Venezuelan President Hugo Chavez is still in charge and mulling political, social and economic policies even as he receives a new round of chemotherapy, his vice president said Saturday.
Vice President Nicolas Maduro said the 58-year-old socialist leader, who is convalescing in seclusion at a Caracas military hospital, had sent "guidance" to his cabinet as recently as Friday.
"He is staying informed and in charge as the chief who was ratified by our people various times," Maduro said during an event broadcast on state-run television.
The opposition, however, says the government is lying about Chavez's condition and doubts Maduro's claim that Chavez held a five-hour meeting with his cabinet on February 22, giving orders in writing because a tracheal tube hinders his speech.
Maduro cast the doubts aside and repeated that the meeting had taken place, insisting that the president had sent further instructions the following day, before offering fresh guidance on Friday.
The leftist leader's chosen successor Maduro showed a dossier Chavez had requested, containing "political, social and economic actions" to "continue strengthening the economy to face the economic war of the parasitic bourgeoisie".
He said the "central document" will be sent to Chavez, adding that the government was "respecting his treatment" and "not acting in an invasive way in his treatment".
Chavez, who was first diagnosed with cancer in the pelvic region in June 2011, underwent a fourth round of surgery in Cuba in December. The government has never disclosed the exact nature, location and severity of the cancer.
Maduro revealed for the first time late Friday that Chavez had began a new cycle of chemotherapy in January and decided to return to Caracas last month to continue a "more intense" phase of treatment.
Chavez was in "good spirits" but fighting for his life, Maduro said.
One of Chavez's daughters, Maria Gabriela, responded Saturday to the publication online of a picture of her looking sad during mass.
"Sadness? I can't be happy when my dad is sick! But I continue to cling to my God," she wrote on Twitter.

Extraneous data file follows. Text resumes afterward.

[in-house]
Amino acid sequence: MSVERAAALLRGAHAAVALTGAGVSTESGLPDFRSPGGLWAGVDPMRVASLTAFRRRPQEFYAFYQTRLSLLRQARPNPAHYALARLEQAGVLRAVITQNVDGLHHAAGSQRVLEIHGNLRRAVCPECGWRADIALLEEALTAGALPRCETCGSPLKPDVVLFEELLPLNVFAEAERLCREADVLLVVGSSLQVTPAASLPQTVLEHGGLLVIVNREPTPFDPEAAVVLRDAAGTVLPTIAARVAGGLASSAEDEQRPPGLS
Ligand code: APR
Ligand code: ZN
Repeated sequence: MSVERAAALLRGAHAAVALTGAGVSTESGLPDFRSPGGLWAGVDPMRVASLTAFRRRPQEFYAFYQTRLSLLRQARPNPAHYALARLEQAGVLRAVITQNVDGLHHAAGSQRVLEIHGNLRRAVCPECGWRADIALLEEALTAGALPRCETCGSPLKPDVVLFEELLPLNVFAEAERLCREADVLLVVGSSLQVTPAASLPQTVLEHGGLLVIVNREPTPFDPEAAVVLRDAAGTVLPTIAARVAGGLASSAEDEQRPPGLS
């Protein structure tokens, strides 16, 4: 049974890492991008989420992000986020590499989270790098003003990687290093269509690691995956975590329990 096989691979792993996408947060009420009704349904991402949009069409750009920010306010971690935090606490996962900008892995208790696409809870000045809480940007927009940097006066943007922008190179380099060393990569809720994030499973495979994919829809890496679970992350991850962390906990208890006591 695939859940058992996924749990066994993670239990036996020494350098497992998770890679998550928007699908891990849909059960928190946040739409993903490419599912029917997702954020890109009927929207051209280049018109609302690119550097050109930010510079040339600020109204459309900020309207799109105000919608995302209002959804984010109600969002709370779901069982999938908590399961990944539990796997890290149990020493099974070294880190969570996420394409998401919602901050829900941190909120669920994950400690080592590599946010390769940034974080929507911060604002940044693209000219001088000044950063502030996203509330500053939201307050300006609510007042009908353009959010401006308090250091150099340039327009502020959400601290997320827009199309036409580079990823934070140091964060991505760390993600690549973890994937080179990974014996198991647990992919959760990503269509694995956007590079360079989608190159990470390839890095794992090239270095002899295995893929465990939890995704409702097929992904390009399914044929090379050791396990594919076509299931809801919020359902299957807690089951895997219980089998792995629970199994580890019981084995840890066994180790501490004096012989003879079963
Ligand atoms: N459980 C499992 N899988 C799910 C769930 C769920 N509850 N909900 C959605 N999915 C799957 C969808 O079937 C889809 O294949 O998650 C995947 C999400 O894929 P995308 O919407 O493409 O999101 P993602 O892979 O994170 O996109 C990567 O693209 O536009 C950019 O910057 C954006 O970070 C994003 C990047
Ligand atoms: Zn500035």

"At the next mass I will have to dance and laugh! I always thought that a mass was something something serious! People are very crazy," she wrote.
In Bolivia President Evo Morales, a close Chavez ally who visited Venezuela late last month and made an unsuccessful attempt to visit him in hospital, also offered an insight on the situation.
Speaking to reporters in the city of Cochabamba, Morales indicated that the Venezuelan president's condition was unstable and prone to sudden changes.
"According to his doctors and family members there are moments when he is feeling well and strong, but quickly problems appear and he suffers something like a relapse," the Bolivian president said.
The once omnipresent Venezuelan leader has not been seen in public in almost three months. Only four pictures were released, on February 15, showing him smiling from his Havana hospital bed with his two daughters.
Around 50 university students have spent every night this week chained to each other in the middle of a Caracas street, demanding that the government "tell the truth" about Chavez.
The government has accused the opposition and "fascist" foreign media of spreading rumours about Chavez to destabilize the nation, which sits atop the world's largest proven oil reserves.
"We want to see Chavez recover and healthy, and we want him to be in peace, doing the treatment that needs to be done," said Foreign Minister Elias Jaua.
"Those who don't want Chavez to recover are those who use blackmail, criminal pressure, miserable pressure that we will not cede to," Jaua said.
Maduro, meanwhile, accused opposition leader Henrique Capriles of "conspiring" against Venezuela during trips to the United States and Colombia, and warned him not to "violate the rule of law".
He said Capriles, the Miranda state governor who lost to Chavez in the October presidential election, had met with "paramilitaries" in Colombia and was now in the United States.
The vice president said Capriles travelled to Miami and New York this weekend and was planning to meet Roberta Jacobson, the US State Department's top official for Latin America.